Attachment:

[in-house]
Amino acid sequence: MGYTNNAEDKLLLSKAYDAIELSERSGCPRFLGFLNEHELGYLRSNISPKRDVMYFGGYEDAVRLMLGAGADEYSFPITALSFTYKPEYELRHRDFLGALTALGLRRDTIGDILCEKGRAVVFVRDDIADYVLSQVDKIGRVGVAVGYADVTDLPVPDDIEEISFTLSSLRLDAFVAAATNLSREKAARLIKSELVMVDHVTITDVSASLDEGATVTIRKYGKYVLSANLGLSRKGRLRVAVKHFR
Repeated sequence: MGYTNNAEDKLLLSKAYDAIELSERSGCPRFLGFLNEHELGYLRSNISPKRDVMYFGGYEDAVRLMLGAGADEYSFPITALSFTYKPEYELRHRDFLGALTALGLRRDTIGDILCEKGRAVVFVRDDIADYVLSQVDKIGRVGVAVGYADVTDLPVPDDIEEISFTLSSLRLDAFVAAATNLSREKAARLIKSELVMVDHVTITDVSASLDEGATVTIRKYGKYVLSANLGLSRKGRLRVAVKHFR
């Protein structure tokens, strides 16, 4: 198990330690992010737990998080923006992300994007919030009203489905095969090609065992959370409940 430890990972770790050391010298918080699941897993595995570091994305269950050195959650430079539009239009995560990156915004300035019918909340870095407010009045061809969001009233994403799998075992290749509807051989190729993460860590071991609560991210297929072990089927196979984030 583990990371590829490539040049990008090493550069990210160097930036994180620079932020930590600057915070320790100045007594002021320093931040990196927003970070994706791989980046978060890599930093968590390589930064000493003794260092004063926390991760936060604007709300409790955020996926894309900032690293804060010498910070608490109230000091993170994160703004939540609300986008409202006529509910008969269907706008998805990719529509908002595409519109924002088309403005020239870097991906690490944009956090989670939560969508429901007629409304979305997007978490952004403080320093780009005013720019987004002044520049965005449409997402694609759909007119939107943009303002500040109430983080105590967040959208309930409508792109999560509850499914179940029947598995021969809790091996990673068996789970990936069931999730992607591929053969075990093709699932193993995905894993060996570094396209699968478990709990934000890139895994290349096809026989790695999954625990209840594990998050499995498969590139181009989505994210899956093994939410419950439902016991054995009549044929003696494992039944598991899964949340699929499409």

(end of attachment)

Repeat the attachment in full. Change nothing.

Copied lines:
[in-house]
Amino acid sequence: MGYTNNAEDKLLLSKAYDAIELSERSGCPRFLGFLNEHELGYLRSNISPKRDVMYFGGYEDAVRLMLGAGADEYSFPITALSFTYKPEYELRHRDFLGALTALGLRRDTIGDILCEKGRAVVFVRDDIADYVLSQVDKIGRVGVAVGYADVTDLPVPDDIEEISFTLSSLRLDAFVAAATNLSREKAARLIKSELVMVDHVTITDVSASLDEGATVTIRKYGKYVLSANLGLSRKGRLRVAVKHFR
Repeated sequence: MGYTNNAEDKLLLSKAYDAIELSERSGCPRFLGFLNEHELGYLRSNISPKRDVMYFGGYEDAVRLMLGAGADEYSFPITALSFTYKPEYELRHRDFLGALTALGLRRDTIGDILCEKGRAVVFVRDDIADYVLSQVDKIGRVGVAVGYADVTDLPVPDDIEEISFTLSSLRLDAFVAAATNLSREKAARLIKSELVMVDHVTITDVSASLDEGATVTIRKYGKYVLSANLGLSRKGRLRVAVKHFR
């Protein structure tokens, strides 16, 4: 198990330690992010737990998080923006992300994007919030009203489905095969090609065992959370409940 430890990972770790050391010298918080699941897993595995570091994305269950050195959650430079539009239009995560990156915004300035019918909340870095407010009045061809969001009233994403799998075992290749509807051989190729993460860590071991609560991210297929072990089927196979984030 583990990371590829490539040049990008090493550069990210160097930036994180620079932020930590600057915070320790100045007594002021320093931040990196927003970070994706791989980046978060890599930093968590390589930064000493003794260092004063926390991760936060604007709300409790955020996926894309900032690293804060010498910070608490109230000091993170994160703004939540609300986008409202006529509910008969269907706008998805990719529509908002595409519109924002088309403005020239870097991906690490944009956090989670939560969508429901007629409304979305997007978490952004403080320093780009005013720019987004002044520049965005449409997402694609759909007119939107943009303002500040109430983080105590967040959208309930409508792109999560509850499914179940029947598995021969809790091996990673068996789970990936069931999730992607591929053969075990093709699932193993995905894993060996570094396209699968478990709990934000890139895994290349096809026989790695999954625990209840594990998050499995498969590139181009989505994210899956093994939410419950439902016991054995009549044929003696494992039944598991899964949340699929499409």